Puccini Turandot Pappano Warner 5419740659

Giacomo Puccini (1858-1924)
Turandot – opera in three acts (1926)
Calaf, the Unknown Prince (tenor) – Jonas Kaufmann
Princess Turandot, his daughter (soprano) – Sondra Radvanovsky
Liù, a young slave girl (soprano) – Ermonela Jaho
Timur, his aged father, exiled king of Tartary (bass) – Michele Pertusi
Emperor Altoum of China (tenor) – Michael Spyres
Ping, the Grand Chancellor (baritone) – Mattia Olivieri
Pang, the General Purveyor (tenor) – Gregory Bonfatti
Pong, the Chief Cook (tenor) – Siyabonga Maqungo
Prince of Persia (tenor) – Francesco Toma
A Mandarin (baritone) – Michael Monfidian
Orchestra, Coro e Voci Bianche dell’Accademia Nazionale di Santa Cecilia/Sir Antonio Pappano
rec. 2022, Parco della Musica, Rome
Warner Classics 5419740659 [2CDs: 128]

My colleague Lee Denham gave this a decidedly tactful, qualified welcome in his recent review – and let me say right away that I endorse his statement that, following his extensive survey of recordings of the opera, “the Decca recording, released fifty years ago in 1973, is still the most recommendable version available, with no weak links in the cast, fine sound and excitingly conducted by the young Zubin Mehta” – and that is why I, too, included it in my own survey of “Untouchable” recordings.

Of course, the USP of this new recording is that it uses Alfano’s extended ending rejected by Toscanini – but again, Lee and I both conclude that John Mauceri’s recording of that with Josephine Barstow (review) back in 1989 is rather better than the version here.

That is not to say that this latest release is without merit: the depth and brilliance of the sound is immediately apparent – but then so is the ordinariness of the baritone singing the Mandarin who declares Turandot’s laws. We then a hear from Ermonela Jaho a fuller, older-sounding Liù than is ideal; her vibrato sometimes borders on the obtrusive, but she sings …very nicely. Her best moment comes in Act 3 with “Signor, non parlerò!” where she floats some high notes seductively but compared with illustrious predecessors like Caballé and Moffo she lacks “face”. My reservations about her, however, are as nothing compared to my reaction to the shockingly hollow, worn sounds produced by both Jonas Kaufmann and Michele Pertusi. Kaufmann now has absolutely no gleam, or squillo in his tone; the volume is limited – I suspect some boosting from the sound engineers – and the constant glottal catch in his line is irritating, making me long for the Calaf of Björling or Pavarotti. He also too often resorts to a kind of crooning; in brief, the voice is unattractive and not how a Puccini tenor is meant to sound. Pertusi’s bass, too, is a shadow of a voice: dry, laboured and without substance. Zaccaria, Tozzi, Giaiotti, Ghiaurov and a whole host of great basses are infinitely preferable. Michael Spyres was presumably asked to sing the Emperor for the cachet of his name in the cast-list but that is perversely at odds with Puccini’s instructions for the voice-type required. He obviously makes the effort to sound a bit quavery, but with only partial success. The Ping, Pang and Pong are unobjectionable but rather throaty; there was a time when singers of the calibre of Mario Sereni, Renato Capecchi, Robin Leggate and Piero De Palma were cast in that trio. They actually have quite a lot of good music to sing at the start of Act Two, so you want the best voices.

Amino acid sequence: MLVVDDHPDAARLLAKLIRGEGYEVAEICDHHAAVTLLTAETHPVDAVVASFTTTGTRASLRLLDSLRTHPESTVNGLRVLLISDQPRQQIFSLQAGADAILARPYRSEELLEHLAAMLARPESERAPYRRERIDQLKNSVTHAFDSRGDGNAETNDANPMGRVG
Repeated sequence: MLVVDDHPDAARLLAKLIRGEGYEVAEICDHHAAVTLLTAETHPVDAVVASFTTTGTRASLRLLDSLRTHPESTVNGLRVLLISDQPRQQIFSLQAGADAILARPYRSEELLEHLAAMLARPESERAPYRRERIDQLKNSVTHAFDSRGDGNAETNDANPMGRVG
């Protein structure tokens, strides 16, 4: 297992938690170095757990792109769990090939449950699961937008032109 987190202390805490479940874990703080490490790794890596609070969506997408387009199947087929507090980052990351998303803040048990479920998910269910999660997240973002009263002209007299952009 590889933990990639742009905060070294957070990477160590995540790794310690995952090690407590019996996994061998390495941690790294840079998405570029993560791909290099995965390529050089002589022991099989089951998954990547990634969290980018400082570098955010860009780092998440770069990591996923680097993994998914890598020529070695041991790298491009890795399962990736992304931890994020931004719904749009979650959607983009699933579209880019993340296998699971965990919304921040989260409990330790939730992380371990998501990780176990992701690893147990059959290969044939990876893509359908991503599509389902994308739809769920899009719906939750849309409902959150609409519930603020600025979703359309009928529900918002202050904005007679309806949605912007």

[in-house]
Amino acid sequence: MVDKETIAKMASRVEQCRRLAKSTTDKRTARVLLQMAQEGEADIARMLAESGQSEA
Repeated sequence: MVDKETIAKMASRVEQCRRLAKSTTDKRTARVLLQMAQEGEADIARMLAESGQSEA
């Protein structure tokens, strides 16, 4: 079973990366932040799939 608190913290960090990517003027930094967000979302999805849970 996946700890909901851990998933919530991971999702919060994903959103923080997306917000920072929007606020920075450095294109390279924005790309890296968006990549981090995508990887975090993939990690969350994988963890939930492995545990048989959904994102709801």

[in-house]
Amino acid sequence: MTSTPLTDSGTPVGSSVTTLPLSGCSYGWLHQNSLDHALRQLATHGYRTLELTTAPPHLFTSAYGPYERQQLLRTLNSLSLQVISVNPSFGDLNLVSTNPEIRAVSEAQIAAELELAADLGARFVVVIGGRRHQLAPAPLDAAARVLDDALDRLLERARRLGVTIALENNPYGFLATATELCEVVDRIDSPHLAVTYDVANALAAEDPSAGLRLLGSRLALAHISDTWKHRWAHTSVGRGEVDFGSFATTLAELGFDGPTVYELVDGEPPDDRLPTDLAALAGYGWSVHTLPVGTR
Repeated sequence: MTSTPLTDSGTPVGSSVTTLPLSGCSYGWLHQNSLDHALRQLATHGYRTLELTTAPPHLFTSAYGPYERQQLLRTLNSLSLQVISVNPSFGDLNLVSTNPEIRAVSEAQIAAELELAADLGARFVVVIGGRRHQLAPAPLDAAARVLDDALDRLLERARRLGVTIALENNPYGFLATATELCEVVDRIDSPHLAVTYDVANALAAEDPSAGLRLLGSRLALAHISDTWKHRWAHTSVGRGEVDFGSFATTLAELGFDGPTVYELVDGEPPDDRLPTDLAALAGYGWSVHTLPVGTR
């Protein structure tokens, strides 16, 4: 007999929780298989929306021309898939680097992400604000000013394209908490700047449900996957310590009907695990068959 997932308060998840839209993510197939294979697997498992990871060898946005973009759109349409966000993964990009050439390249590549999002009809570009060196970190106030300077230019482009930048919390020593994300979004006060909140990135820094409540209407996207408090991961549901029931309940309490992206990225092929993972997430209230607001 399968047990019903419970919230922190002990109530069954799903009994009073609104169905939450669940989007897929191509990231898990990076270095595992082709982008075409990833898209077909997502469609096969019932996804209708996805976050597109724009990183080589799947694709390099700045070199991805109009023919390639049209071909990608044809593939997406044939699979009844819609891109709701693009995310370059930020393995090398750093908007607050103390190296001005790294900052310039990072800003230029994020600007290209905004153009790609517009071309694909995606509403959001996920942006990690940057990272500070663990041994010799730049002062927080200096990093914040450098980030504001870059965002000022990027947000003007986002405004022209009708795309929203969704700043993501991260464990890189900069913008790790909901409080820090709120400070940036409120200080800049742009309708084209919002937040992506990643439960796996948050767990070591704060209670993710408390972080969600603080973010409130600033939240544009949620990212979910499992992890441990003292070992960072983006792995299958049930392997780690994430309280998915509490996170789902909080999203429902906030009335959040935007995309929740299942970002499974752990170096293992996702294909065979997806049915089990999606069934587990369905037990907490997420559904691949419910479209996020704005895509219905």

So far, then, not a single solo voice really comes up to scratch, which leaves only Sondra Radvanovsky to consider. She is an artist I have long admired and heard live, when the amplitude of her soprano was confirmed. Indeed, its sheer volume is straight away apparent – apparently drowning out Kaufmann was an issue in the preceding live concert performances and that is the case even here in “Gli enigmi sono tre”. She can fine away her tone to sing softly and steadily, too. She does not have the most beautiful of timbres but it is a big, healthy sound, thrilling in its power and penetration. Her diction is fine, her inflection of text thoughtful and she occasionally dips into her lower register for effect. She softens credibly in her exchanges with Liù and takes advantage of the extended ending to inject as much verisimilitude as possible into her “conversion”. In short, she is by far the best singer in this recording – although not necessarily preferable to Nilsson, Sutherland – or even Slatinaru.

The chorus is excellent and the balances between it and the orchestra reveal more of the detail in the score than I have previously heard anywhere. I very much like Pappano’s conducting; he frequently allows more time to bring out nuances and delicacies, such as the flute and woodwind “noodlings” in “Perché tarda la luna”, track 5, and the eerie pizzicato strokes in track 8, “O divina bellezza”, and he really encourages the chorus to let rip in the big ensembles.

Apart from the provision of the extended final scene, the presence of Radvanovsky, alongside Pappano’s conducting, the contributions of the chorus and orchestra and the spectacular sound cumulatively constitute the attractions of this set – but as a whole, the inadequacy of the casting makes it something of a disappointment.

Ralph Moore

Previous review: Lee Denham (March 2023)

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